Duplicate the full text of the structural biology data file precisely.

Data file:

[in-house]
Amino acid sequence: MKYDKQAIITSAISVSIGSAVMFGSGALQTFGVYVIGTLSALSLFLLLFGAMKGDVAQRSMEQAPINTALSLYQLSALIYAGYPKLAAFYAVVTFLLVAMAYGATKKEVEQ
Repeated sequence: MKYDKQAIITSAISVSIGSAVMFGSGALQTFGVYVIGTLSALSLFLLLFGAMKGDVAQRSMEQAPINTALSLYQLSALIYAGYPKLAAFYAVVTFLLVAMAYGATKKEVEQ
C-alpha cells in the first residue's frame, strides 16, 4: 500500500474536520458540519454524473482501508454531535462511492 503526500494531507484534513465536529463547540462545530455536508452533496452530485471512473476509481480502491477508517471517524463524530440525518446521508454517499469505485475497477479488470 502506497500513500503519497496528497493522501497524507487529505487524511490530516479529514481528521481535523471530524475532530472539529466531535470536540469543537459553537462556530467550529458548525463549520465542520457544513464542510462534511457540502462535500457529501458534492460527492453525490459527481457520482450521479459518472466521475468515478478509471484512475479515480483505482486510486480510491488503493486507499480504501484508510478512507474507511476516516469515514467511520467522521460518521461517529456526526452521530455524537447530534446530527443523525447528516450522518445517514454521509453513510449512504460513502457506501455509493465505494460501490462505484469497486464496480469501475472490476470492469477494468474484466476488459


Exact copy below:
[in-house]
Amino acid sequence: MKYDKQAIITSAISVSIGSAVMFGSGALQTFGVYVIGTLSALSLFLLLFGAMKGDVAQRSMEQAPINTALSLYQLSALIYAGYPKLAAFYAVVTFLLVAMAYGATKKEVEQ
Repeated sequence: MKYDKQAIITSAISVSIGSAVMFGSGALQTFGVYVIGTLSALSLFLLLFGAMKGDVAQRSMEQAPINTALSLYQLSALIYAGYPKLAAFYAVVTFLLVAMAYGATKKEVEQ
C-alpha cells in the first residue's frame, strides 16, 4: 500500500474536520458540519454524473482501508454531535462511492 503526500494531507484534513465536529463547540462545530455536508452533496452530485471512473476509481480502491477508517471517524463524530440525518446521508454517499469505485475497477479488470 502506497500513500503519497496528497493522501497524507487529505487524511490530516479529514481528521481535523471530524475532530472539529466531535470536540469543537459553537462556530467550529458548525463549520465542520457544513464542510462534511457540502462535500457529501458534492460527492453525490459527481457520482450521479459518472466521475468515478478509471484512475479515480483505482486510486480510491488503493486507499480504501484508510478512507474507511476516516469515514467511520467522521460518521461517529456526526452521530455524537447530534446530527443523525447528516450522518445517514454521509453513510449512504460513502457506501455509493465505494460501490462505484469497486464496480469501475472490476470492469477494468474484466476488459